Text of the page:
Factory workers supplying the fashion industry often have minimal or no rights. Within the industry, there is continuing use of illegal child labour, secret sweatshops hidden from the media, excessive working hours, unbelievably low wages, cramped conditions, complete disregard of safety precautions and no personal protection from hazardous chemicals. You could say, conditions have not improved since the early days of the mills during industrialisation. But we are living in the 21st century.
Pro Action 1: Buy fewer clothes
Buy less, buy better is a mantra which has struck a chord with Gen Z, so now really is the time to adopt it for yourself, if there is to be an end to the excesses of the fashion industry. Life is about individuality and choice, so by adopting a unique fashion style for yourself and turning away from the mass-produced rails that everybody else in the crowd is wearing, you will certainly play your part. Check out our blog Where to buy indie clothes for more Inspo.
Con 2: Water Usage
How many gallons of water does it take to make ONE new T-Shirt? A 145 B 562 C 766. Yes, sadly the correct answer is C, 766 gallons of this precious resource for one teensy weensy tee. This is the same volume of water that would fill 10 bathtubs to the brim. Makes you think, hey? And on top of this, two billion of these newly manufactured T shaped tops are sold globally EVERY year.
Pro Action 2: Recycle your old clothes
Give unwanted clothing items to charity shops, pass on to a friend or family member, sell on an online marketplace, subscribe to a clothes swap service, just do NOT throw them away! See the photos of piles of clothing dumped in ugly heaps across the world, if you are in any doubt.
Con 3: Microfibres
Much modern clothing, which is designed to last a day, rather than a season, let alone a lifetime, is made from synthetic fibres, such as polyester and nylon. These fabrics shed tiny elements of micro-plastic wherever they go: the washing machine, the party, the bin. And when (sadly not if) these clothes end up in landfill, those damaging particles continue to degrade, as they are indestructible and not dessigned to disappear. Slowly over time they end up in our rivers and oceans with the devastating effects you can see documented today.
Pro Action 3: Check the labels
Make sure the item you are buying is of a sustainable fabric, if new, or vintage cloth if pre-worn, to help you avoid items made recently in the hubs of fast fashion, such as Vietnam, Bangladesh, China, Indonesia. Vintage is beginning to have its potential recognised in a world of ever-diminishing resources, so check out those valuable vintage bangers from previous decades, which are already in circulation. How blog How To Shop Vintage may help you out with this.
Con 4: Carbon Emissions
Fashion is the third largest polluting industry, after food and construction. But its ranking will probably only increase once the fast and now ultra-fast strands take hold. As an industry, from manufacture through to distribution, fashion produces 10% of annual global carbon emissions. Less than 1% of used clothing is recycled and with 87% ending up in landfill, it really is time to start finding alternatives for unwanted clothes.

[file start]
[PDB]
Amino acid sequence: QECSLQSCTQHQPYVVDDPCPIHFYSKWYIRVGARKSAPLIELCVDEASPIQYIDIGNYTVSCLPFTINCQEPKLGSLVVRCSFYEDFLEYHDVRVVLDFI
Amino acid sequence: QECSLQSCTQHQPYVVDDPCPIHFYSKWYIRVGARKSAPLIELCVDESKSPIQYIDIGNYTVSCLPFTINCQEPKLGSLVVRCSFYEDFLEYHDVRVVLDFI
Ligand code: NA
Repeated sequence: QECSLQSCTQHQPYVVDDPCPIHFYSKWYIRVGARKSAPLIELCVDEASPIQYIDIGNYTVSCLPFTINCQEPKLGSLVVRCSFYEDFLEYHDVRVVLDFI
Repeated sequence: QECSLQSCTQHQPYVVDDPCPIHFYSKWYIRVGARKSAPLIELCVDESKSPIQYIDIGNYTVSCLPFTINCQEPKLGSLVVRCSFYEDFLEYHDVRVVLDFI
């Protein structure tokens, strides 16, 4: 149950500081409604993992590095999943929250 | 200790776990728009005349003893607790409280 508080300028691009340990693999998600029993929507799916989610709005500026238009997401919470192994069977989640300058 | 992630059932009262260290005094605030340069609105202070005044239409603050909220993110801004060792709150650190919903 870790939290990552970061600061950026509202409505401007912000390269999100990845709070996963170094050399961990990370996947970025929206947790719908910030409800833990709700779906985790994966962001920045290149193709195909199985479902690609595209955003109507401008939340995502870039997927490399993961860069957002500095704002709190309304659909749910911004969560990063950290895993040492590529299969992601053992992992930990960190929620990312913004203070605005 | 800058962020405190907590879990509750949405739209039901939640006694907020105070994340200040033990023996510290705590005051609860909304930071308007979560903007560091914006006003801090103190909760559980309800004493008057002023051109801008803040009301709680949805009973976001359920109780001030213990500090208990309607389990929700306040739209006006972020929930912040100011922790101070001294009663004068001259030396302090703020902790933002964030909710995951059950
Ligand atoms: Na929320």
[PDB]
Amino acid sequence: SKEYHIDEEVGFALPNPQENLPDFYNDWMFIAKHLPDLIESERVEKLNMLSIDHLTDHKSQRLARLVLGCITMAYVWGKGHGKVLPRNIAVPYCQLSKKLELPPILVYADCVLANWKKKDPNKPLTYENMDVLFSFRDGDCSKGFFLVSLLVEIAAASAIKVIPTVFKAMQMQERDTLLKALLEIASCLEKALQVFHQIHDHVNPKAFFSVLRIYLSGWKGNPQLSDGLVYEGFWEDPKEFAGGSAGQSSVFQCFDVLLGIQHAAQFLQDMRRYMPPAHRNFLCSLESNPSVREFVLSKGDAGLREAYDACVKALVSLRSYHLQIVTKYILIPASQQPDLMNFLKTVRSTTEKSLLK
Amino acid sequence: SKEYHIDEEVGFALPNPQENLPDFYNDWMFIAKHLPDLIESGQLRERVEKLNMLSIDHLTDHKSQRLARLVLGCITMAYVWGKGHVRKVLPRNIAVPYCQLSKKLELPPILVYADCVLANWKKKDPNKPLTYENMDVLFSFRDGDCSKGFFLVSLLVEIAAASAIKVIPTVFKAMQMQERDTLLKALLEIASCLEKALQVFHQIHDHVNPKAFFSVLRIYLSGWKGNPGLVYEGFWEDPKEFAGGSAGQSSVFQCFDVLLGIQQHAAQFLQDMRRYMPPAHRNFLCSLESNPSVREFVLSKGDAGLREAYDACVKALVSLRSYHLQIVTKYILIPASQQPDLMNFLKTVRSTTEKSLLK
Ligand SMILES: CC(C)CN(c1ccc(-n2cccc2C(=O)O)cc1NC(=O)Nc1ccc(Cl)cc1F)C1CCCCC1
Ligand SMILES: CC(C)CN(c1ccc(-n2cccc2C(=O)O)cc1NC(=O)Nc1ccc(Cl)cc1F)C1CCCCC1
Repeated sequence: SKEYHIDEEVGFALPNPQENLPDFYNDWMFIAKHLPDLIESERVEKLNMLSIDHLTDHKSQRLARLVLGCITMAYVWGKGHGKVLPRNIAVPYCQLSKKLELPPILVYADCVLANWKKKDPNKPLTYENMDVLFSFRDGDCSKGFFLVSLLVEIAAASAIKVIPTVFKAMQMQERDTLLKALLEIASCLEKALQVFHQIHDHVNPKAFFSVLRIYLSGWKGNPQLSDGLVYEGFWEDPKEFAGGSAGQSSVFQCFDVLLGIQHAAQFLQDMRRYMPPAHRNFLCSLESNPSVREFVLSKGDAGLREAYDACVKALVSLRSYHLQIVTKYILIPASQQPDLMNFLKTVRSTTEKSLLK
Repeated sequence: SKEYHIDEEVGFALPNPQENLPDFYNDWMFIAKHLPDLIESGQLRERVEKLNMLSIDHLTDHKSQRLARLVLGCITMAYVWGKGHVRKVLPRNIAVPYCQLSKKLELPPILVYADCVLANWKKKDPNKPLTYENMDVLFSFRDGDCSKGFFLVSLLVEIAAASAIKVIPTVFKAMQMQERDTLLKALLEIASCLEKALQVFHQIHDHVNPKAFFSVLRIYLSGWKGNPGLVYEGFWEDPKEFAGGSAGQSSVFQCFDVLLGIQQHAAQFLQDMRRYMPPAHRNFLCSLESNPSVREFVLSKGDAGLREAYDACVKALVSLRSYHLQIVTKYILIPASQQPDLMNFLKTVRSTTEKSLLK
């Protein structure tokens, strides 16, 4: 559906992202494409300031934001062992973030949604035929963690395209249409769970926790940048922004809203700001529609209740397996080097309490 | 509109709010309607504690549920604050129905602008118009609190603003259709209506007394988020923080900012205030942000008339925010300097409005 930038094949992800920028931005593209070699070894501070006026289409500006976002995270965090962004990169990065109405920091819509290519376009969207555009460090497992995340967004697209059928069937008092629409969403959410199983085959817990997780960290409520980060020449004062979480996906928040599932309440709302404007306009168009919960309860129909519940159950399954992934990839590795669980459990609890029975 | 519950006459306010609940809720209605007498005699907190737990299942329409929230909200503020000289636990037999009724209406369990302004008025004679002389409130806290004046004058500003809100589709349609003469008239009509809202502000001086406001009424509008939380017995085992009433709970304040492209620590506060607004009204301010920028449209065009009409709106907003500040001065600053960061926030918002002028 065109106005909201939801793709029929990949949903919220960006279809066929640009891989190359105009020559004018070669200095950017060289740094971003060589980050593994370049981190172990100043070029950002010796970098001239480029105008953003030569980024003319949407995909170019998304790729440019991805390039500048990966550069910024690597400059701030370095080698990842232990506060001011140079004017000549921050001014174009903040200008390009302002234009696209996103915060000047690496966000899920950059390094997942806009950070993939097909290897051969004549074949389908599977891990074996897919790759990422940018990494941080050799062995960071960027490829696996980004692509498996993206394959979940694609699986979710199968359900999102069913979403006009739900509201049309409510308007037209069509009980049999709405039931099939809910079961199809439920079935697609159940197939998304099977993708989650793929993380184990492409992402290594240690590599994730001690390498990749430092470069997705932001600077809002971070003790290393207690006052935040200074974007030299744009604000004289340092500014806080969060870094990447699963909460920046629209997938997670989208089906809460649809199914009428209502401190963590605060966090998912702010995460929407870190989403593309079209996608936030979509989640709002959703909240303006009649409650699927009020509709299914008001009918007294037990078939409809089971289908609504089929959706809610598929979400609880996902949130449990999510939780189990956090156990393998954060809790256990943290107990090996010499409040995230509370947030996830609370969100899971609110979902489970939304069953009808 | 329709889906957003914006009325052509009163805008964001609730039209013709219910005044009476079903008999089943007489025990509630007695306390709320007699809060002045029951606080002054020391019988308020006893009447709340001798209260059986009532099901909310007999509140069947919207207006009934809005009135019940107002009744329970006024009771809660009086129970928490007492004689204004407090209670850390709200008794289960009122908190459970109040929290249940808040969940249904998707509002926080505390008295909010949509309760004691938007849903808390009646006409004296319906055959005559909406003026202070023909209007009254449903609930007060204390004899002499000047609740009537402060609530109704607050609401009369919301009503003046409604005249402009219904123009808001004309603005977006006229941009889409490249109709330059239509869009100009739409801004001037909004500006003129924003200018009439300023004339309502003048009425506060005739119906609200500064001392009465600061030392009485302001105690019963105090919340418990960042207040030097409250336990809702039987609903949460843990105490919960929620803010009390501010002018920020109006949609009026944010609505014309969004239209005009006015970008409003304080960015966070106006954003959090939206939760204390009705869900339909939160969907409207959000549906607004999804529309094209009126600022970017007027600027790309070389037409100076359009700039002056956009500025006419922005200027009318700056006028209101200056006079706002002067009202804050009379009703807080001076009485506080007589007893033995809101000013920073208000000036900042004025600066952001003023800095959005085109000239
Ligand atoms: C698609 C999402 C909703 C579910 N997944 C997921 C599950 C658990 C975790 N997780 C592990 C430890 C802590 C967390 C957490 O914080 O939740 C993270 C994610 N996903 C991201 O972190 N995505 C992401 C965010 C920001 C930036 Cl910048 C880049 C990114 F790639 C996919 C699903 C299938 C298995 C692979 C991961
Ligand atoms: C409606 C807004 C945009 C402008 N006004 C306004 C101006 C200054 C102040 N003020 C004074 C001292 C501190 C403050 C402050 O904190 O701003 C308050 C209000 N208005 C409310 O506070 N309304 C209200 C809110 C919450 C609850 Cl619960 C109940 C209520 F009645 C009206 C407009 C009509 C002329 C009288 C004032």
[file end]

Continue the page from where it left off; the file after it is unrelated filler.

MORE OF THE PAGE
Pro Action 4: Repair and rework your old clothes
Learn the crafting skill of sewing or find a friend/family member with those skills, and get creative. You can adapt and rework one item, as illustrated by our Bumbags and Sweatshorts or just add a patch to repair a defect or use a natural dye to provide yourself with a new item of your own. Click here to understand more about how to clean your clothes.
Con 5: Deforestation
Sorry to break it to you, but fast fashion requires tres for its survival. Tree pulps are used to create many of our popular textiles, including viscose and rayon, plus rubber from trees is used in shoe production. And the additional issue is, that only about 30% of the tree is required, but yes, you’ve guessed it, around 70% of this precious raw material is just wasted.
Pro Action 5: Make fashion circular
Circular fashion starts at the very beginning of a garment’s lifecycle with the design stage, which should ensure each and every item produced to wear has legs and a stretchingly long life ahead of it. Any garment which is just designed as a one-off occasion piece, is not part of the circular fashion movement.
Does Fast Fashion Have a Future?
There are some indicators that fast fashion has hit peak trend and is now decreasing, but as long as the internet continues to push the latest looks and need to rep them NOW, it is hard to imagine the demise of this rapid-fire hot shot fashion industry, which has evolved on our watch.
Looking on the bright side, you could say, rather like the tale of the Tortoise and the Hare, maybe a slow fashion movement can eventually win the race for the clothes we love to buy and wear. People might eventually wake up to the cons of fast fashion, and wean themselves off its poor-quality garments and excesses voluntarily.
If you are in any doubt, look at the research by ThredUp which predicts second-hand clothes will overtake fast fashion by 2030 … will you play your part?
Fast fashion has been with us since the millennium, but it does not have to be here to stay. There are now exciting alternatives available with the emergence of a vibrant second-hand and pre-worn clothes sector, so it really does become a matter of personal choice as to which garments you choose to put on your back (and bottoms!). Clothing is all about personal expression as well as collective responsibility to the planet, and Gen Z has a whole host of options to choose from, so they can not only look but also feel amazing.